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How Happy Are You?

A very tricky question to say the least. We all wonder how to reach a strong level of happiness. Happiness is a journey and requires work and a fair amount of understanding oneself. 

In this article we decided to list the 24 character strengths and virtues we all have at different degrees, depending on our personality and perspective on life. 

You could use online surveys to understand where you stand, reflect and work on the ones that require more work, in order to perhaps make you happier. 

1. Love 

Valuing close relations with others, in particular those in which sharing & caring are reciprocated; being close to people. 

2. Kindness 

Doing favours and good deeds for others, helping them and taking care of them. 

3. Social intelligence 

Being aware of the motives/feelings of others and oneself, knowing what to do to fit into different social situations and knowing what makes other people tick. 

4. Appreciation of Beauty & Excellence 

Noticing and appreciating beauty, excellence, and/or skilled performance in various domains of life, from nature to art to mathematics to science to everyday experience. 

5. Leadership 

Encouraging a group of which one is a member to get things done and at the same time maintain good relations within the group, organising group activities and seeing that they happen. 

6. Perseverance 

Finishing what one starts; persevering in a course of action in spite of obstacles; “getting it out the door”. Taking pleasure in completing tasks. 

7. Spirituality 

Having coherent beliefs about the higher purpose and meaning of the universe, knowing where one fits within the larger scheme, having beliefs about the meaning of life that shape conduct and provide comfort. 

8. Perspective 

Being able to provide wise counsel to others, having ways of looking at the world that make sense to oneself/others. 

9. Hope 

Expecting the best in the future and working to achieve it, believing that a good future is something that can be brought about.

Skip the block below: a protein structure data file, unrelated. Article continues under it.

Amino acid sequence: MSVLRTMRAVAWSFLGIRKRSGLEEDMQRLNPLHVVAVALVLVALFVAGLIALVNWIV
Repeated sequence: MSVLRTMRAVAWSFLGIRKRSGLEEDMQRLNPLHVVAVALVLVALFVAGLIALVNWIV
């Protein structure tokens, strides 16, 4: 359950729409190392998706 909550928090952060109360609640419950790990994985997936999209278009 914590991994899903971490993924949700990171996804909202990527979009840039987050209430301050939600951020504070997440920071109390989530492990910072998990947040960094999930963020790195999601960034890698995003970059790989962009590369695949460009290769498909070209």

10. Curiosity 

Taking an interest in ongoing experience for its own sake, finding subjects and topics fascinating, exploring and discovering. 

11. Creativity 

Thinking of novel and productive ways to conceptualise and do things, includes artistic achievement but is not limited to it. 

12. Fairness 

Treating all people the same according to notions of fairness and justice, not letting feelings bias decisions about others and giving everyone a fair chance. 

13. Bravery 

Not shrinking from threat, challenge, difficulty, or pain; speaking up for what’s right even if there’s opposition, acting on convictions even if unpopular; includes physical bravery but is not limited to it. 

14. Gratitude 

Being aware of and thankful for the good things that happen, taking time to express thankfulness. 

15. Teamwork 

Working well as a member of a group or team, being loyal to the group and doing one’s share. 

16. Zest 

Approaching life with excitement and energy, not doing things halfway or halfheartedly. Living life as an adventure, feeling alive and activated. 

17. Humor 

Liking to laugh and tease, bringing smiles to other people, seeing the light side and making (not necessarily telling) jokes. 

18. Honesty 

Speaking the truth but more broadly presenting oneself in a genuine way and acting in a sincere way, being without pretense, taking responsibility for one’s feelings and actions. 

19. Judgment 

Thinking things through and examining them from all sides, not jumping to conclusions and being able to change one’s mind in light of evidence, weighing all evidence fairly. 

20. Humility 

Letting one’s accomplishments speak for themselves, not regarding oneself as more special than one is. 

21. Prudence 

Being careful about one’s choices, not taking undue risks, not saying or doing things that might later be regretted. 

22. Forgiveness 

Forgiving those who have done wrong, accepting others’ shortcomings and giving people a second chance, not being vengeful. 

23. Love of learning 

Mastering new skills, topics and bodies of knowledge, whether on one’s own or formally; related to the strength of curiosity but goes beyond it to describe the tendency to add systematically to what one knows. 

24. Self-Regulation 

Regulating what one feels and does; being disciplined, controlling one’s appetites and emotions.


Realising your strongest and weakest strengths can only make you reflect on what needs changing, or improving for a happier life.


“Happiness is an inside job” – William Arthur Ward